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Photos: Progress Pride colours on new house posts for Coquitlam school district a B.C. first, carver says

Called "Stemiye," the house posts flanking the reception desk in SD43's newly built Education and Learning Centre in Coquitlam tell the story of transition.

Carver Brandon Gabriel wept as his two house posts were unveiled at the newly built Education and Learning Centre in Coquitlam on Tuesday (Aug. 30).

It was the first time the Kwantlen First Nation member had seen the posts raised for the School District 43 (SD43) project that's aimed to welcome students to the complex.

"For me, it's emotional because my kids are here," Gabriel told the crowd gathered in the lobby at the $32-million building that opened this month.

Called Stemiye, the house posts flanking the reception desk tell the story of transition.

Gabriel, who has familial ties with the kʷikʷəƛ̓əm (Kwikwetlem) First Nation and has house posts at Noons Creek Hatchery and səmiq̓wəʔelə/Riverview Lands, said when he won the SD43 commission, "the most important thing that had to be done with it is the story. The story is the most important aspect of the work."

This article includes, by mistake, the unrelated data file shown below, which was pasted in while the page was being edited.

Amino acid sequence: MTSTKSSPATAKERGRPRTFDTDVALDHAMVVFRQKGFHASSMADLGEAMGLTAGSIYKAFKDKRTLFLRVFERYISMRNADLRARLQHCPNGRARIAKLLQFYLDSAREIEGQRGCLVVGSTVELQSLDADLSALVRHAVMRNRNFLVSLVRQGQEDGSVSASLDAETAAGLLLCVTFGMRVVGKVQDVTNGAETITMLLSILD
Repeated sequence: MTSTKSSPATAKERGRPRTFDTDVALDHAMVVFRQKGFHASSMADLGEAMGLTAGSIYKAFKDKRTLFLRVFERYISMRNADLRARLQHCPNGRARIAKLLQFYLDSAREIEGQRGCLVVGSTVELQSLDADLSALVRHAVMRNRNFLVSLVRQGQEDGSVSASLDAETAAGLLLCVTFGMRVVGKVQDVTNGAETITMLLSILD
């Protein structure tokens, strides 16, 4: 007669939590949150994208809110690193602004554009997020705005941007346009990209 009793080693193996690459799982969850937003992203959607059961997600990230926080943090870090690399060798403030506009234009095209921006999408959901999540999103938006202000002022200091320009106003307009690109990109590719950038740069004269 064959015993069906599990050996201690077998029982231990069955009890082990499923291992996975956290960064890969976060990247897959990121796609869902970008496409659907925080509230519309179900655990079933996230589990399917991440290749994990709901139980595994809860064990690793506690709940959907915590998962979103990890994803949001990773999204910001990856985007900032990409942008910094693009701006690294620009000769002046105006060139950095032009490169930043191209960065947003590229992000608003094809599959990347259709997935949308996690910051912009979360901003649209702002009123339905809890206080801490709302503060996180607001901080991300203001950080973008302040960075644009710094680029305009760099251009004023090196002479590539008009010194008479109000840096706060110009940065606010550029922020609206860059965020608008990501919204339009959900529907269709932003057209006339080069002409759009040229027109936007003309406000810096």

The house posts are meant to welcome back students who didn’t graduate high school, but are wanting another try.

"The further we move on our life journey, the harder it is to come back," Gabriel added.

The two posts have the same elements: A human figure at the top, representing the student and learning community, and a thunderbird at the base, to signal a new path and remove barriers.

And both posts are painted with colours from the Progress Pride Flag, which is said to be a first-of-its-kind feature for a house post in B.C.

The colours are the following:

  • pink for sex
  • red for life
  • orange for healing
  • yellow for sunlight
  • green for nature
  • turquoise for magic
  • indigo for serenity
  • violet for spirit

The colours are meant to represent inclusivity, Gabriel said.

"I think we knocked this out of the park, if I do say so myself," he quipped.

Kwikwetlem Coun. John Peters, whose relative blessed Coquitlam’s Centennial house post in 1967, said Gabriel’s artwork is a symbol for future leaders while relaying the First Nation history.

Peters offered blessings before the posts were "awakened" and dusted with cedar branches to "clear the fog" and move the latent energy of the wood, Gabriel said.

Gabriel’s father, whose Indigenous name is Lekeyten (Keeper of the Posts), also offered thanks and song to KFN and school district officials at the ceremony.